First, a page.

I decided to study abroad with MAAS because the program brings together an international group of students in an area historically significant to the U.S. The variety of perspectives in the classroom, the beautiful yet affordable setting of Ghent and Brussels, and the abundance of history make for an excellent academic environment. Studying in Belgium, specifically, allowed me the opportunity to grasp European perspectives on U.S. politics and culture while deepening my knowledge of European history and culture. Belgium, sitting at the crossroads of so many historical events, is an excellent place for a foreigner to experience Europe.
Did you run into a language barrier? Did you ever think you knew more/less of the language?
My French is basic and my Flemish primitive, so language was an issue occasionally. Fortunately, my Belgian classmates happily helped me adjust and maneuver my way around school administration, renting a flat and the like. One student met with my landlords and translated my housing contract to make sure I wasn't signing away my future. Another student went with me to my landlord's flat to resolve an issue relating to my flat deposit. When language was a barrier, the locals I knew were happy to help me out - and teach me what I needed to do the essentials - like order a Belgian beer.
Describe your favorite must-have food that you tried abroad.
When the fair is in St. Peter's Square, get yourself some oiliballen (spelling?!). They are basically giant balls of deep-fried dough covered in powdered sugar. Belgium never tasted better... except for frites with mayonnaise. The country takes its frites pretty seriously - and it shows. Also, have locals take you to a genever bar and try a few different flavors. No better way to enjoy an evening in Ghent.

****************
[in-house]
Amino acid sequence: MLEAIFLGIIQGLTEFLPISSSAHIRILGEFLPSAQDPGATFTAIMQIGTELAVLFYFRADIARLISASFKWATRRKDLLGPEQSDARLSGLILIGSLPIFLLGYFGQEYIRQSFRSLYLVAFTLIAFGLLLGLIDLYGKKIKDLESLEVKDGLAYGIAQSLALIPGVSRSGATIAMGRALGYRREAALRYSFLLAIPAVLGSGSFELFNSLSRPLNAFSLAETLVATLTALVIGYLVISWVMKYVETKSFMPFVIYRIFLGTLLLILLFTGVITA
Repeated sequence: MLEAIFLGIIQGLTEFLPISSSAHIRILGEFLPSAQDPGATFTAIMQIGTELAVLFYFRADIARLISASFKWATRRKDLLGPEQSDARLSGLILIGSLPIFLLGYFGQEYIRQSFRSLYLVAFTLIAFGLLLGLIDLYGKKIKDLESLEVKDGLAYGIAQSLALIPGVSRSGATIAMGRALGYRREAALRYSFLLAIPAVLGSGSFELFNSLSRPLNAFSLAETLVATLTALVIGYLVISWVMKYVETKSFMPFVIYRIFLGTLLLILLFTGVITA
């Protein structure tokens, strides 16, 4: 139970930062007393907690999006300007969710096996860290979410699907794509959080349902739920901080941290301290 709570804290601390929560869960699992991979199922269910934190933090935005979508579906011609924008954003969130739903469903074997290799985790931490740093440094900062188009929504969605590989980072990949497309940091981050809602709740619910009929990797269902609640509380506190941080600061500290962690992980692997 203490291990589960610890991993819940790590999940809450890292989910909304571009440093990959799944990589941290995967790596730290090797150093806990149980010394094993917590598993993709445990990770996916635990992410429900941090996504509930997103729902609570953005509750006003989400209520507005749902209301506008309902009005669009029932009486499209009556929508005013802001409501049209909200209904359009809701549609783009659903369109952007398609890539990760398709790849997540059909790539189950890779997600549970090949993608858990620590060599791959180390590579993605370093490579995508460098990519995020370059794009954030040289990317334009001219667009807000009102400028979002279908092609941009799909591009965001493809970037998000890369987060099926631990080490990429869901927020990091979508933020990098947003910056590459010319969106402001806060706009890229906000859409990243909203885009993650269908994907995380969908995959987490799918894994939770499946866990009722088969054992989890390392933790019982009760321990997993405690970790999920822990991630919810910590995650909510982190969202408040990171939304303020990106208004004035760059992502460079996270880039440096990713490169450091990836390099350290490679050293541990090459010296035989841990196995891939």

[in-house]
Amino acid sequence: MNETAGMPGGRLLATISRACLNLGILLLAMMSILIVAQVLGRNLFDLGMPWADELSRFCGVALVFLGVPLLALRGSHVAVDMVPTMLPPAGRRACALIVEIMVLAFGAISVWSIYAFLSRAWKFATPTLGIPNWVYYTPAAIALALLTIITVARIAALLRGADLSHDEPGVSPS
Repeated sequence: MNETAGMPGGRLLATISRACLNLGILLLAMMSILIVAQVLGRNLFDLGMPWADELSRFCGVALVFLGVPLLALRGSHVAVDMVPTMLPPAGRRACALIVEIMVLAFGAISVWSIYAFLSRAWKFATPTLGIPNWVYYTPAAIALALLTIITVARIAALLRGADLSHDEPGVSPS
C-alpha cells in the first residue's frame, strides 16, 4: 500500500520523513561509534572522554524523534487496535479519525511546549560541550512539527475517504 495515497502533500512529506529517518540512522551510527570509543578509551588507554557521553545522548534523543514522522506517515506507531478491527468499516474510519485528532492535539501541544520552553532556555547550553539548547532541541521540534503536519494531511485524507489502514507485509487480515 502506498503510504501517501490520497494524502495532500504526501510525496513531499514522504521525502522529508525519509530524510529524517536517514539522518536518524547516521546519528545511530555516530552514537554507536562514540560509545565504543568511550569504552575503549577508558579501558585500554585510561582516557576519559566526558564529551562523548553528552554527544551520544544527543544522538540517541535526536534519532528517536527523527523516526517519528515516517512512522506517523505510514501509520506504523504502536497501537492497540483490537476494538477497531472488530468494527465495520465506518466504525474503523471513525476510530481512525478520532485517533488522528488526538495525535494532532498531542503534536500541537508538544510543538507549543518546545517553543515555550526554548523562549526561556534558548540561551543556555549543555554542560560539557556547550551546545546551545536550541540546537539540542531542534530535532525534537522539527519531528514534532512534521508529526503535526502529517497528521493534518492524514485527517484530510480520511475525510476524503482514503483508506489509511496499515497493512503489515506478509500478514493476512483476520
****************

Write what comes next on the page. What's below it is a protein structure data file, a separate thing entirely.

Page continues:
How has this experience impacted your future?
MAAS is a flexible program that allows a foreign student a wide range of research options, while establishing a strong base in American Studies. With this grounding, I feel prepared for a range of professional options. At the same time, studying here made me much more sensitive to European perspectives and attitudes, especially toward the U.S. As an American, this affected me personally. Academically, it broadened my horizons.
Do you feel you got a chance to see the city from a local's perspective?
Of course! Belgian classmates were all too happy to help the foreigners see the city, know the culture and enjoy themselves. The course students developed a strong bond and supported one another academically and socially. The only limitation to experiencing the city from a local's perspective is a person's willingness or unwillingness to learn the culture, see the city and meet new people. Ghent is easy to love.
What was the best place you visited outside of your study abroad city?
There couldn't be one favorite place. So much of Belgium is easily accessible by train. Seeing Antwerp, Ieper, Liege, Namur, Oostende, Brugge, Brussels... The country is varied and beautiful. Filling your extra time in Belgium is not difficult. And that's just Belgium - it's so easy to train into the Netherlands, France, Germany or the UK. I love Brussels most of all, though. The variety of architecture, exceptional museums, great food and cafes make for a good time.